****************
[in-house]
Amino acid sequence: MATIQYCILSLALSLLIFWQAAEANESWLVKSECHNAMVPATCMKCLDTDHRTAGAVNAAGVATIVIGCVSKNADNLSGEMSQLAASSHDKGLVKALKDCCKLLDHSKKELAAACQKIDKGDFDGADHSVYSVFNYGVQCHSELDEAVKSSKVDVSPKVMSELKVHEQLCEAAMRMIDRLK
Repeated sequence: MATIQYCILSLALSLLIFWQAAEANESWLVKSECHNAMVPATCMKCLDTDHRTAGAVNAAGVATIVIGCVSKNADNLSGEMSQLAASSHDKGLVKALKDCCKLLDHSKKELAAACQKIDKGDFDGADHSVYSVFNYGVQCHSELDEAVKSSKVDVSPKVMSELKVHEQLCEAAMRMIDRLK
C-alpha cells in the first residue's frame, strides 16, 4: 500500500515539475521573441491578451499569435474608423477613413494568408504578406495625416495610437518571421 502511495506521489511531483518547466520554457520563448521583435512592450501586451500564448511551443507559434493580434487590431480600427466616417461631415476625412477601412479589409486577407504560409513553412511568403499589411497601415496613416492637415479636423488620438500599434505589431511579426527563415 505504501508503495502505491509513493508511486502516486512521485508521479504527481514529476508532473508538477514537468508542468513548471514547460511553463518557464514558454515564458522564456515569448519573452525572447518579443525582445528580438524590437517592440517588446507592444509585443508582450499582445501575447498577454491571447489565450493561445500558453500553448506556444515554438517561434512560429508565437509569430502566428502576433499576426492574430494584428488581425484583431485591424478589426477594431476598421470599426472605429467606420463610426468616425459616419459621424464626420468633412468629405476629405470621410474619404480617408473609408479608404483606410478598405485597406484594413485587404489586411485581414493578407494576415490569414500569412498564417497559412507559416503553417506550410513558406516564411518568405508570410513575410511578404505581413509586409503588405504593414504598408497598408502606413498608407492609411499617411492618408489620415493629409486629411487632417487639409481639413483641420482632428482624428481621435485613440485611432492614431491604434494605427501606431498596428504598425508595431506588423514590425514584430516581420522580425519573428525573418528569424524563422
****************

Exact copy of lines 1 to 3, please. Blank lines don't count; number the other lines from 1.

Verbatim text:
[in-house]
Amino acid sequence: MATIQYCILSLALSLLIFWQAAEANESWLVKSECHNAMVPATCMKCLDTDHRTAGAVNAAGVATIVIGCVSKNADNLSGEMSQLAASSHDKGLVKALKDCCKLLDHSKKELAAACQKIDKGDFDGADHSVYSVFNYGVQCHSELDEAVKSSKVDVSPKVMSELKVHEQLCEAAMRMIDRLK
Repeated sequence: MATIQYCILSLALSLLIFWQAAEANESWLVKSECHNAMVPATCMKCLDTDHRTAGAVNAAGVATIVIGCVSKNADNLSGEMSQLAASSHDKGLVKALKDCCKLLDHSKKELAAACQKIDKGDFDGADHSVYSVFNYGVQCHSELDEAVKSSKVDVSPKVMSELKVHEQLCEAAMRMIDRLK